Back To Listing

Unemployment rises to 10.3% in January - Under-employment down from record high in December

This Roy Morgan survey on Australia’s unemployment and ‘under-employed’* is based on weekly face-to-face interviews of 468,104 Australians aged 14 and over between January 2007 – January 2016 and includes 4,931 face-to-face interviews in January 2016.
Now 2.575 million Australians (19.7% of the workforce) are unemployed or under-employed in January – third straight month over 19% of Australians are looking for work or more work.

  • A record 13,098,000 Australians are in the workforce (up a large 471,000 since January 2015) and 11,752,000 Australians are employed (up a large 358,000 since January 2015);

  • Now 7,864,000 Australians are employed full-time – up 144,000 since January 2015 and nearly half that number, 3,888,000 Australians, are employed part-time (up 214,000 since January 2015);

  • There are 1,229,000 Australians under-employed – working part-time and looking for more hours: 9.4% of the workforce – up 196,000 (or 1.2%) since January 2015;

  • As school-leavers continue to seek jobs during the Summer months unemployment has increased for the fourth straight month to 1,346,000 Australians: 10.3% of the workforce – up 113,000  since January 2015 with the unemployment rate up 0.5%;

  • Now 2,575,000 Australians are unemployed or under-employed: 19.7% of the workforce – up 309,000 (up 1.7%) since January 2015.

  • This month’s increase from 9.7% to 10.3% means the latest Roy Morgan unemployment estimate is now 4.5% higher than the figure currently quoted by the ABS for December 2015 (5.8%).

Roy Morgan Unemployed and ‘Under-employed’* Estimate

Unemployed or

‘Under-employed’*

Unemployed

Unemployed looking for

‘Under-employed’*

Full-time

Part-time

2015

‘000

%

‘000

%

‘000

‘000

‘000

%

Jan-Mar 2015

2,384

18.9

1,327

10.5

656

672

1,057

8.4

Apr-Jun 2015

2,359

18.7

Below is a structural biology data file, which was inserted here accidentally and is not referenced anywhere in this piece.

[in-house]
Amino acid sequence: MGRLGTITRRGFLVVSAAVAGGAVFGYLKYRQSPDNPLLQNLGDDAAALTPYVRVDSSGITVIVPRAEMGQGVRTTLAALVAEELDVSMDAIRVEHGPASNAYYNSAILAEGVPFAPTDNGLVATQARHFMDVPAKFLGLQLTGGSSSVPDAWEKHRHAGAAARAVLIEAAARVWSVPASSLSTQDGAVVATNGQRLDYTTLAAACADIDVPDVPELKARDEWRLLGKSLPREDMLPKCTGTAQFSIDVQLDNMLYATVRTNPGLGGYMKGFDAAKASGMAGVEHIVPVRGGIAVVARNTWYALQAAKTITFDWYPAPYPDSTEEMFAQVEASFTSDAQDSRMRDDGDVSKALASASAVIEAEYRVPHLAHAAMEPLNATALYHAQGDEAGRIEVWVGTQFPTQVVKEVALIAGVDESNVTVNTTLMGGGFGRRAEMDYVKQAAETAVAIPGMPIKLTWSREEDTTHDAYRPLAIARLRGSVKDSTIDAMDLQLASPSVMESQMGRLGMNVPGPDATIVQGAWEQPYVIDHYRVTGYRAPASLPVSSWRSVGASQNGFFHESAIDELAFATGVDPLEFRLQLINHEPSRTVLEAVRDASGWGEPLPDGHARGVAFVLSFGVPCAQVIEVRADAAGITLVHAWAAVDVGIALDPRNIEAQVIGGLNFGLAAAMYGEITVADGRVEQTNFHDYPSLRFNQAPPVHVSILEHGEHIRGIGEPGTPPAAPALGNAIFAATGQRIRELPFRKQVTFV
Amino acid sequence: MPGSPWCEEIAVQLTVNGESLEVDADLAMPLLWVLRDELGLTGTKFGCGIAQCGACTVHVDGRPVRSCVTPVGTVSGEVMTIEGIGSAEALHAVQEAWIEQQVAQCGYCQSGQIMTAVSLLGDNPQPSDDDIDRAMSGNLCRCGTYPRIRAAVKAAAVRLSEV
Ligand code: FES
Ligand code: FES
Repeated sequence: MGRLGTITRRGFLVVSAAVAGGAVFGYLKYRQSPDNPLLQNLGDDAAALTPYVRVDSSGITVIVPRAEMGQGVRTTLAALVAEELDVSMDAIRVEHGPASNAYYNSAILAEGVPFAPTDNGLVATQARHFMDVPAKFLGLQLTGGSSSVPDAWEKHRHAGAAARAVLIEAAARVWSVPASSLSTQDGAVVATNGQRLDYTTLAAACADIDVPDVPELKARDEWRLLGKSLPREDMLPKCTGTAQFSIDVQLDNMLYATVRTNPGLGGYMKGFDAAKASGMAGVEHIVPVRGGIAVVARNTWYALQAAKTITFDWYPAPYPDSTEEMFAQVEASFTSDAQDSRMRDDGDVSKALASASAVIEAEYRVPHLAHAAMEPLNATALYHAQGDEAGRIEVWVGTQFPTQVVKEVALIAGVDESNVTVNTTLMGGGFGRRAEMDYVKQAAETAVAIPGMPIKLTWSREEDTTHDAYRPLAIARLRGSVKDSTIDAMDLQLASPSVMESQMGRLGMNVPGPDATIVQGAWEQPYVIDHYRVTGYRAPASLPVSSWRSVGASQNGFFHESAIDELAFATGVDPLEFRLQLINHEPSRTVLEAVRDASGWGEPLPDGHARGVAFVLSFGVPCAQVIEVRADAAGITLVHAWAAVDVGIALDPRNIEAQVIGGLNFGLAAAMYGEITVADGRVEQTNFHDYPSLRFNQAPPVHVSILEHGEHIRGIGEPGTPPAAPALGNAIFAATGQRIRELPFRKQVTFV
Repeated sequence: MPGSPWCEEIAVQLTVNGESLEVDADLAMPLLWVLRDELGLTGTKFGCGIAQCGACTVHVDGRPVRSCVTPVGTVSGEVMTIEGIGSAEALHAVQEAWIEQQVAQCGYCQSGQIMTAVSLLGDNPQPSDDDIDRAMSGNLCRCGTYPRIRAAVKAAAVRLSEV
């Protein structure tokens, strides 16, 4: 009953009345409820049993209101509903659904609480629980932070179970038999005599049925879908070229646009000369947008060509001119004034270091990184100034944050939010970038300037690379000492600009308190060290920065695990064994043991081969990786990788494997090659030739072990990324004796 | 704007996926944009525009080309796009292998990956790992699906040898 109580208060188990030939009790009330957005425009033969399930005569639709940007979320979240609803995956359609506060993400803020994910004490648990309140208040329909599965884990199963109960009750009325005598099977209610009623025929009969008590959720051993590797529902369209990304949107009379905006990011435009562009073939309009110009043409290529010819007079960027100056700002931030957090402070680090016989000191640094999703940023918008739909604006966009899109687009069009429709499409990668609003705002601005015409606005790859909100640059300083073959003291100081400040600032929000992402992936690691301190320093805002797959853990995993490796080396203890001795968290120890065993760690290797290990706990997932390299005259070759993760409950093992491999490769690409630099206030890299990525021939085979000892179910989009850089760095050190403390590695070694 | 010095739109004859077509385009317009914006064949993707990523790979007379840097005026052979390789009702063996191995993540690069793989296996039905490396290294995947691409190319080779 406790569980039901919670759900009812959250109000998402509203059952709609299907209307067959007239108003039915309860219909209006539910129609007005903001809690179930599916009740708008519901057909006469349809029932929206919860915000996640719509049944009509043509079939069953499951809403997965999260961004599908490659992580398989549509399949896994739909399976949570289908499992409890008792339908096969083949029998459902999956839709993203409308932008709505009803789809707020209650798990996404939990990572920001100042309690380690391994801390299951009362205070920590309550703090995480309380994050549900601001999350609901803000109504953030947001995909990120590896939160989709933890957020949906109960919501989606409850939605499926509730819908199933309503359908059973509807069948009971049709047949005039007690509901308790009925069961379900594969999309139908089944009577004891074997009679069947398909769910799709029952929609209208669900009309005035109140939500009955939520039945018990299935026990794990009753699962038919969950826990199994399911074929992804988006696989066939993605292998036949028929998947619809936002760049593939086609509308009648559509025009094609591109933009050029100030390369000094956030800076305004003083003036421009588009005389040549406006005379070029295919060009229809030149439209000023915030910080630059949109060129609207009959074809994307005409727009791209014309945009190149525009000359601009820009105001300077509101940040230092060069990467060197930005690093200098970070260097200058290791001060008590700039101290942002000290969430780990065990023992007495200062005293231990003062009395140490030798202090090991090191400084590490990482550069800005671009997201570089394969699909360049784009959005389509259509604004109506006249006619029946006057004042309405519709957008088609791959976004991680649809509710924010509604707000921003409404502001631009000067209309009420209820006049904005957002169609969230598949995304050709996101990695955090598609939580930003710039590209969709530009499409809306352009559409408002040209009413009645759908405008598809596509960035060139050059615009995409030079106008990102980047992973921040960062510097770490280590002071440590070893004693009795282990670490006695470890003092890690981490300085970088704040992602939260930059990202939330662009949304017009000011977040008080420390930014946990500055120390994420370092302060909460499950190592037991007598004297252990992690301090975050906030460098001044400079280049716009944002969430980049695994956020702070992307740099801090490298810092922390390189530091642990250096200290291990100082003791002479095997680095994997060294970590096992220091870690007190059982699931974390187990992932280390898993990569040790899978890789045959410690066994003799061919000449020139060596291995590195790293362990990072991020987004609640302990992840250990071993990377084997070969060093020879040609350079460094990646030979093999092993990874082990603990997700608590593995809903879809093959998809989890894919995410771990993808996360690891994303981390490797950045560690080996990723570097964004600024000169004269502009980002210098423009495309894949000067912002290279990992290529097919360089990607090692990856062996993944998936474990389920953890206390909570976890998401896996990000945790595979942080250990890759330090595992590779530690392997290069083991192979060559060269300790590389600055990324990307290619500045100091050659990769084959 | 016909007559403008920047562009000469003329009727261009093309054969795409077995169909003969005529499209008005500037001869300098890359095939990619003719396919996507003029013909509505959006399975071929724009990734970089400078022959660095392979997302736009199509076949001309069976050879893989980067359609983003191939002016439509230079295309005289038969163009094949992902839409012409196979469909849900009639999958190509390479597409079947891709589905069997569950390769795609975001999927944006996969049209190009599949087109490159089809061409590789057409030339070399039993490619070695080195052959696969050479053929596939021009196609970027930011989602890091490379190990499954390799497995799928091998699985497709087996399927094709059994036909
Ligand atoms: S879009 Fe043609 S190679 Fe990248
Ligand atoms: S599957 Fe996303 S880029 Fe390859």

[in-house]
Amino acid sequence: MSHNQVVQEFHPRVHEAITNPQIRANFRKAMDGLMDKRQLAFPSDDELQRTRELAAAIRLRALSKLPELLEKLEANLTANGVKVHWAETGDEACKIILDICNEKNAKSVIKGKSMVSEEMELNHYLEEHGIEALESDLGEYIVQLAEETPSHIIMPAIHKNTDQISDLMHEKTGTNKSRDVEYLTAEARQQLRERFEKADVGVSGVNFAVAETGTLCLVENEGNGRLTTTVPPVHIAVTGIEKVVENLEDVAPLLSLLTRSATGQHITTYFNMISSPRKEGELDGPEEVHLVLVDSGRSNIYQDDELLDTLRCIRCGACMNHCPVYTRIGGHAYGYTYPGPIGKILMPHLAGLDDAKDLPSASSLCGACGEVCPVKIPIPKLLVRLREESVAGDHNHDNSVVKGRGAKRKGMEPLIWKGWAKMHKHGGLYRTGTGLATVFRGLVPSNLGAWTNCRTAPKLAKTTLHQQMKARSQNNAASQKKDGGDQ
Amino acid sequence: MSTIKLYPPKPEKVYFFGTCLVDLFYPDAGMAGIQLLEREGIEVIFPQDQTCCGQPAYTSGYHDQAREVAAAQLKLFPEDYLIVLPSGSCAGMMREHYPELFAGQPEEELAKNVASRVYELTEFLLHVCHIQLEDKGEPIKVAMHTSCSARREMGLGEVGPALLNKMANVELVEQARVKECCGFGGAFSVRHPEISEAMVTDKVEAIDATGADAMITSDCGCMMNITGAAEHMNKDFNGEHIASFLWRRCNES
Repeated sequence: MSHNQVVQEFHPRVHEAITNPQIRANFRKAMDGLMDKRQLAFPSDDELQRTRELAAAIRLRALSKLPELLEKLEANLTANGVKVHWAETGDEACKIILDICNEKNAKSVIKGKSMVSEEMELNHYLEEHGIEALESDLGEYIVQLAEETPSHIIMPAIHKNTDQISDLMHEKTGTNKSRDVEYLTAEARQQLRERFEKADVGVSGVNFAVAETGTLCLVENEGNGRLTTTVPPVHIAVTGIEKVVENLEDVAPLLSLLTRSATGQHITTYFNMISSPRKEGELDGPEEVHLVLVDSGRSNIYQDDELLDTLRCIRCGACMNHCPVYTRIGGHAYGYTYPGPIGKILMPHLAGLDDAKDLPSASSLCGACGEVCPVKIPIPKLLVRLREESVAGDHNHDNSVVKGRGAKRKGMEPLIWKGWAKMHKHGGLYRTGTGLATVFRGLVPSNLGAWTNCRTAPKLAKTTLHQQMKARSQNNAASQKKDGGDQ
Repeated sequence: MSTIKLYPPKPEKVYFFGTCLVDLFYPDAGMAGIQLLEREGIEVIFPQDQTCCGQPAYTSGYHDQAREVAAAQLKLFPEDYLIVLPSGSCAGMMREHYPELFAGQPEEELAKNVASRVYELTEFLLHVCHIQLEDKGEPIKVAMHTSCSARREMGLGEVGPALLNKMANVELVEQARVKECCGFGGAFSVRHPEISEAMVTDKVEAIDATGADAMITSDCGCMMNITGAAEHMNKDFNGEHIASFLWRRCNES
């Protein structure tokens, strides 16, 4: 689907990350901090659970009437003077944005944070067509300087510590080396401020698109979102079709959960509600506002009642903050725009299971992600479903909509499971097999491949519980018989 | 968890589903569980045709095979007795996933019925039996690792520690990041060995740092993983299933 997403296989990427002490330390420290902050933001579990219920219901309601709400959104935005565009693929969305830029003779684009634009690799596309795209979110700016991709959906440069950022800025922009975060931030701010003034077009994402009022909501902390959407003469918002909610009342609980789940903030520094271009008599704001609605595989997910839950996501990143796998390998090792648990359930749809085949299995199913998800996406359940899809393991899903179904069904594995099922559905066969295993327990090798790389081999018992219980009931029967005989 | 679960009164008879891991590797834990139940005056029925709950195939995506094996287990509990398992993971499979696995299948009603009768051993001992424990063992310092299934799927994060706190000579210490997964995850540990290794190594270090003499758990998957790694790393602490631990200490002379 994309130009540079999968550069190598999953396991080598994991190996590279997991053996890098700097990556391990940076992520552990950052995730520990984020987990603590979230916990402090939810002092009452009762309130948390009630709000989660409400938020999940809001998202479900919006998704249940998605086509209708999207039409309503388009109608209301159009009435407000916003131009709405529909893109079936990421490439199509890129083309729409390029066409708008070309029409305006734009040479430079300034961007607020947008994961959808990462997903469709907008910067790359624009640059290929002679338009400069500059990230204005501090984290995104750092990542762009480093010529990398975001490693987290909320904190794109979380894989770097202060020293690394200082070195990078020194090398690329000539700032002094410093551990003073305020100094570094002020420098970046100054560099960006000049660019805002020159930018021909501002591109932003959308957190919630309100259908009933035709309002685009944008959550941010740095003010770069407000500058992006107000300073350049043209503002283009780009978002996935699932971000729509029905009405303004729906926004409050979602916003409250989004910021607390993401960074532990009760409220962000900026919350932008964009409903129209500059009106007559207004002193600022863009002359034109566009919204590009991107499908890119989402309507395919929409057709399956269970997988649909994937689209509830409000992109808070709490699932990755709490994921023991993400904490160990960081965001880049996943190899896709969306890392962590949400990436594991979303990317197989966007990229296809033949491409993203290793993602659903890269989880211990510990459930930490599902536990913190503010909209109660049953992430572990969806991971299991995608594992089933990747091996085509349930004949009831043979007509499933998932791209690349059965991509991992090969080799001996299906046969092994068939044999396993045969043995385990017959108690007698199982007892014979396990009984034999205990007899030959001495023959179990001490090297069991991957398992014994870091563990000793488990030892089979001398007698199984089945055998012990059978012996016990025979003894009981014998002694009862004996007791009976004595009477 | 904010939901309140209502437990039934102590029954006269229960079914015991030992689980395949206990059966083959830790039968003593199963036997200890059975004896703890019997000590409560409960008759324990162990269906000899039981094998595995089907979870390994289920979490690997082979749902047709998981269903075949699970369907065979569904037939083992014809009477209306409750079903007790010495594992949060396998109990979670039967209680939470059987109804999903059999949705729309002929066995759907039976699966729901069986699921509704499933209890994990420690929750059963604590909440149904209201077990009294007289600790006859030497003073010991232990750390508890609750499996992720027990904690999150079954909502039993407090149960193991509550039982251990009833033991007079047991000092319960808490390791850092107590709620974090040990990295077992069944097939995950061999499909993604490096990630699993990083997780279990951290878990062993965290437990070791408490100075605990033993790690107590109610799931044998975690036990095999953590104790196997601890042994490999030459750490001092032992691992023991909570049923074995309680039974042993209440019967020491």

1,263

10.0

618

645

1,096

8.7

Jul-Sep 2015

2,061

16.2

1,109

8.7

518

591

952

7.5

Oct-Dec 2015

2,475

19.2

1,184

9.2

603

581

1,291

10.0

Months

December 2014

2,648

20.6

1,402

10.9

653

749

1,246

9.7

January 2015

2,266

18.0

1,233

9.8

635

598

1,033

8.2

February 2015

2,542

20.3

1,381

11.0

590

791

1,161

9.3

March 2015

2,344

18.5

1,368

10.8

742

626

976

7.7

April 2015

2,446

19.4

1,309

10.4

656

653

1,137

9.0

May 2015

2,310

18.5

1,289

10.3

646

643

1,021

8.2

June 2015

2,321

18.2

1,192

9.3

552

640

1,129

8.9

July 2015

2,074

16.4

1,097

8.7

525

572

977

7.7

August 2015

2,117

16.6

1,173

9.2

548

625

944

7.4

September 2015

1,994

15.6

1,058

8.3

482

576

936

7.3

October 2015

2,198

17.4

1,110

8.8

464

646

1,088

8.6

November 2015

2,536

19.6

1,186

9.2

623

563

1,350

10.4

December 2015

2,690

20.7

1,256

9.7

722

534

1,434

11.0

January 2016

2,575

19.7

1,346

10.3

696

650

1,229

9.4

*Workforce includes those employed and those looking for work – the unemployed.

Gary Morgan says:

“In January Australian unemployment (1.346 million – 10.3%) has once again increased to over 10% – the highest Australian unemployment since March 2015 with an additional 1.229 million Australians (9.4%) under-employed – working part-time who want a full-time job. In January the Australian workforce grew to a record 13.098 million. However, the growth in the workforce hasn’t been matched by strong growth in the underlying economy with 2.575 million Australians (19.7%) now unemployed or under-employed – up a significant 309,000 (1.7%) from a year ago.

“Already in 2016 there have been significant job losses mooted for struggling electronic retailer Dick Smith with as many as 3,200 employees facing unemployment if the retailer fails to emerge from administration. In addition over 10,000 employees at failed home improvement retailer Masters are set to become unemployed in the next few months as parent company Woolworths looks to either complete a quick sale of the business or close its doors permanently.

“The Summer months traditionally see an increase in unemployment as school leavers enter the workforce and before University resumes in March. Unemployment has now increased for four straight months – increasing by 288,000 since September 2015 while under-employment has increased by 293,000 over the same period.